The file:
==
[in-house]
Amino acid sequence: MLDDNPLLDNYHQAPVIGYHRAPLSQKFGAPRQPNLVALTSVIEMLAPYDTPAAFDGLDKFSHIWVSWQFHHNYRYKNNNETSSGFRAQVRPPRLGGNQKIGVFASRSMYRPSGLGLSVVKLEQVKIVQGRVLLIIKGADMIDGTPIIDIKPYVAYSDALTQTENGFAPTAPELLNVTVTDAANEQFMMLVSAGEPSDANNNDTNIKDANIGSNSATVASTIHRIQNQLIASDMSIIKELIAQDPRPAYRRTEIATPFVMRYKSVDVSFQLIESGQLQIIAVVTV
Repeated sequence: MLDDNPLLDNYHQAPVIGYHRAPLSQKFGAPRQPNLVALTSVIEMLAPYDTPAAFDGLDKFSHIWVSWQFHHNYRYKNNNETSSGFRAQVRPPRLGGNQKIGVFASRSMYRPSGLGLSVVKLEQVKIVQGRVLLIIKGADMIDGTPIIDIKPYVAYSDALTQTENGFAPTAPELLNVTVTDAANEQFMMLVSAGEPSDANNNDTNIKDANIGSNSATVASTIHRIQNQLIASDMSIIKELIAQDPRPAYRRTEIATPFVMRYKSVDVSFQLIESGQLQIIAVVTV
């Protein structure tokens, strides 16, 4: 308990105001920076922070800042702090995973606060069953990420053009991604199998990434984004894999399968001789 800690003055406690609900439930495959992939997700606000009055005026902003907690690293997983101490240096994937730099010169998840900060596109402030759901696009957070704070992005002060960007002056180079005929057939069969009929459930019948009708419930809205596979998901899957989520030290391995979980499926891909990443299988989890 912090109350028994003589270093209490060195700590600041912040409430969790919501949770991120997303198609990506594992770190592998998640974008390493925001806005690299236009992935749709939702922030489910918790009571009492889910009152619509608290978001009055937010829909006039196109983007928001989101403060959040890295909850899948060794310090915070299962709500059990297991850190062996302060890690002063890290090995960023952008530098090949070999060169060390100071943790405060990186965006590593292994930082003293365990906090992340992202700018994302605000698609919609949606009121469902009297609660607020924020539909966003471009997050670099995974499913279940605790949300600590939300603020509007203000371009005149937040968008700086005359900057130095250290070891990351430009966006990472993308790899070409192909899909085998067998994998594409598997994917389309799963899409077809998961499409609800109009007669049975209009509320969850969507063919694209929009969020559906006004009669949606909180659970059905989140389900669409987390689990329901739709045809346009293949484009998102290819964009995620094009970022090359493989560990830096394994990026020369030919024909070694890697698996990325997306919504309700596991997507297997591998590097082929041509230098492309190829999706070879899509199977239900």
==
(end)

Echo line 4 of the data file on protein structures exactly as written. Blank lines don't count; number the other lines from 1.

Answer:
């Protein structure tokens, strides 16, 4: 308990105001920076922070800042702090995973606060069953990420053009991604199998990434984004894999399968001789 800690003055406690609900439930495959992939997700606000009055005026902003907690690293997983101490240096994937730099010169998840900060596109402030759901696009957070704070992005002060960007002056180079005929057939069969009929459930019948009708419930809205596979998901899957989520030290391995979980499926891909990443299988989890 912090109350028994003589270093209490060195700590600041912040409430969790919501949770991120997303198609990506594992770190592998998640974008390493925001806005690299236009992935749709939702922030489910918790009571009492889910009152619509608290978001009055937010829909006039196109983007928001989101403060959040890295909850899948060794310090915070299962709500059990297991850190062996302060890690002063890290090995960023952008530098090949070999060169060390100071943790405060990186965006590593292994930082003293365990906090992340992202700018994302605000698609919609949606009121469902009297609660607020924020539909966003471009997050670099995974499913279940605790949300600590939300603020509007203000371009005149937040968008700086005359900057130095250290070891990351430009966006990472993308790899070409192909899909085998067998994998594409598997994917389309799963899409077809998961499409609800109009007669049975209009509320969850969507063919694209929009969020559906006004009669949606909180659970059905989140389900669409987390689990329901739709045809346009293949484009998102290819964009995620094009970022090359493989560990830096394994990026020369030919024909070694890697698996990325997306919504309700596991997507297997591998590097082929041509230098492309190829999706070879899509199977239900």